Fear her curse
The Woman in Black (2012) is a horror thriller movie based on Susan Hill's 1983 novel of the same name.
Synopsis: Arthur Kipps (Daniel Radcliffe) travels to a remote village in England to sort out some legal paperwork of a house belonged to a deceased Mrs. Drablow. What is supposed to be a simple 3-day job becomes a nightmare when Kipps starts to be haunted by supernatural appearances of dead children and a sinister woman in black.
Horror movies with sinister ghosts hungry for revenge are always very good to watch. This movie has its story set in the late 19th century and its main focus is a huge, dilapidated, and creepy mansion. The mansion is extremely isolated from the rest of the village, thus adding extra chills to the movie's already dark mood.
I really like the following comment:
The mood is perfect (emphasized by extreme isolation), the sustained dread is gut-wrenching, and the anticipation is a killer. Although this is a ghost story with the standard dilapidated, abandoned mansion as the central location for trepidation, it presents several very unique ideas for old-fashioned hauntings.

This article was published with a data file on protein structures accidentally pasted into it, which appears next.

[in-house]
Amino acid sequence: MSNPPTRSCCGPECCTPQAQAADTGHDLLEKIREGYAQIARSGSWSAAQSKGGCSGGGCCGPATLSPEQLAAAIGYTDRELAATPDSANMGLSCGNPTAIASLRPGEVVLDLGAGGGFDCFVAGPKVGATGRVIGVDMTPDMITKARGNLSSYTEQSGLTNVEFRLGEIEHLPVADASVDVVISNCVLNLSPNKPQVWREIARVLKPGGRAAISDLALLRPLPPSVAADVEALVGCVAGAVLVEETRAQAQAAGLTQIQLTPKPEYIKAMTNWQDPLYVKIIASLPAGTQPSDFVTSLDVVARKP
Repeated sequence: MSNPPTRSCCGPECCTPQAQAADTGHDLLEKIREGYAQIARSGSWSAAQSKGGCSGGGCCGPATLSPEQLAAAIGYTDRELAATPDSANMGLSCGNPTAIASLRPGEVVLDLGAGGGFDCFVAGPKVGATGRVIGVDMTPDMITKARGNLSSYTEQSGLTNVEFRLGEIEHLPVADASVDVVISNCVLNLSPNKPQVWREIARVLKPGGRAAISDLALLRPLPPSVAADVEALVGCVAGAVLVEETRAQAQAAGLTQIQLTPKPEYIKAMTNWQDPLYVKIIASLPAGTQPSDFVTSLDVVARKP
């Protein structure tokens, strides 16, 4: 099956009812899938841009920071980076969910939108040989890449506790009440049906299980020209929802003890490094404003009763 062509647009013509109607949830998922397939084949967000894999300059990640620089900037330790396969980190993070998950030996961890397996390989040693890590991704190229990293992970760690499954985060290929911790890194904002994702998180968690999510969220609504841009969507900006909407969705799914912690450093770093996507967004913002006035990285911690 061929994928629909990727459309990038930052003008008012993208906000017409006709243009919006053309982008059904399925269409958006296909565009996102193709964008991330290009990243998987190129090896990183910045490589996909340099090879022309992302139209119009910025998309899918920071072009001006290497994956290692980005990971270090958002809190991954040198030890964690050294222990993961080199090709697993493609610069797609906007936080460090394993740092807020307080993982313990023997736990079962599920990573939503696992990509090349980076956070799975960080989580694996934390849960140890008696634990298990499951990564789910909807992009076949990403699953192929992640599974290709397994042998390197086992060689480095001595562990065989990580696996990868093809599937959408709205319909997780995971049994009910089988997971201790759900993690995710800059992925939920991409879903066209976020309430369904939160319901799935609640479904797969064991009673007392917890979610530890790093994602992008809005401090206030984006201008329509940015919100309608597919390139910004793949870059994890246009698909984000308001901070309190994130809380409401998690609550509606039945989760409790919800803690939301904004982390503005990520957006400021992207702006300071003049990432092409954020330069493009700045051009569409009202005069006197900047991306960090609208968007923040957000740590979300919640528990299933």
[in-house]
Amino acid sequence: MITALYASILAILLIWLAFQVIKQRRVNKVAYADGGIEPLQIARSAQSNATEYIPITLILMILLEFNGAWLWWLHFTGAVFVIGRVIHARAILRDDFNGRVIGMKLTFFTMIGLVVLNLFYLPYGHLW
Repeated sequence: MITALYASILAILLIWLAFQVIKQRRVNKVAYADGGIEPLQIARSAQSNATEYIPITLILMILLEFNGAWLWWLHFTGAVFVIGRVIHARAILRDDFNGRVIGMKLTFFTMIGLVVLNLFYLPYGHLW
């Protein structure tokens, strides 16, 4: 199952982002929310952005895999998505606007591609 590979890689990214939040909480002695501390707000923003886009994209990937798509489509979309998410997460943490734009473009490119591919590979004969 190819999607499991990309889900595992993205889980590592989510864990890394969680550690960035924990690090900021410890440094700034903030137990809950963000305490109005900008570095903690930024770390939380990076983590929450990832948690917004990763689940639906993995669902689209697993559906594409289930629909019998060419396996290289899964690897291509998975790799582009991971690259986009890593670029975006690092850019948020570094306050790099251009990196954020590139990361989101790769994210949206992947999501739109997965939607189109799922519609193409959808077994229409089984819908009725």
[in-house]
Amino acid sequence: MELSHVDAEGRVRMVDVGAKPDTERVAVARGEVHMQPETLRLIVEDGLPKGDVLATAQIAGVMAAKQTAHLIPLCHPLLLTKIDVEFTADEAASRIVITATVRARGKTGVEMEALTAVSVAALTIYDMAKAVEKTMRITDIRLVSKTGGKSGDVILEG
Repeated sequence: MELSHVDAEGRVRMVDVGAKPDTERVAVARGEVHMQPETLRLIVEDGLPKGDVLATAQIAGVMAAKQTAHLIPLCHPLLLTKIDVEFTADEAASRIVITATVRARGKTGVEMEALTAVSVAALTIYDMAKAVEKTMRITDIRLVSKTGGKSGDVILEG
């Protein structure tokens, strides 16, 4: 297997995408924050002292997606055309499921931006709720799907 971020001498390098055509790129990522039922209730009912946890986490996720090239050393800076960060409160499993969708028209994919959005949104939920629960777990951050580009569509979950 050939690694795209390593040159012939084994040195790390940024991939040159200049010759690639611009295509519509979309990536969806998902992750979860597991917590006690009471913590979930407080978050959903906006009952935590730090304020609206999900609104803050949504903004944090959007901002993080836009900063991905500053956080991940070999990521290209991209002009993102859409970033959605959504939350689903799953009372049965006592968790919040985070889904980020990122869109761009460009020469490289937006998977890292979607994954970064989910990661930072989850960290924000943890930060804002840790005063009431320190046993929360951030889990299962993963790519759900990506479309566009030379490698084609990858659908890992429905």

The use of demonic-looking toy contraptions and unnerving dolls is nothing new. Nor are the expected, manipulative jump scares fueled by loud thuds, screeches, and jarring sound effects (and a pesky crow), or the sudden appearances of otherworldly imagery coupled with crescendo-favoring musical accompaniment. But the evil spirit itself is wonderfully singular in its ability to scare through subtle materialization (coming into sight in alarming manner, with slower paced emergence more traumatizing than the rapid ones), its targeting of children and pattern of avoiding physical harm to adults, and most of all in its vengeful mission that cannot be appeased, calmed or quelled. She's a wronged poltergeist of legendary ill-omen stature, foreshadowing doom; she's not meant to be satisfied but rather endured. [source]
Seriously, if you're a hardcore fan of old-fashioned horror movie, you must watch this movie.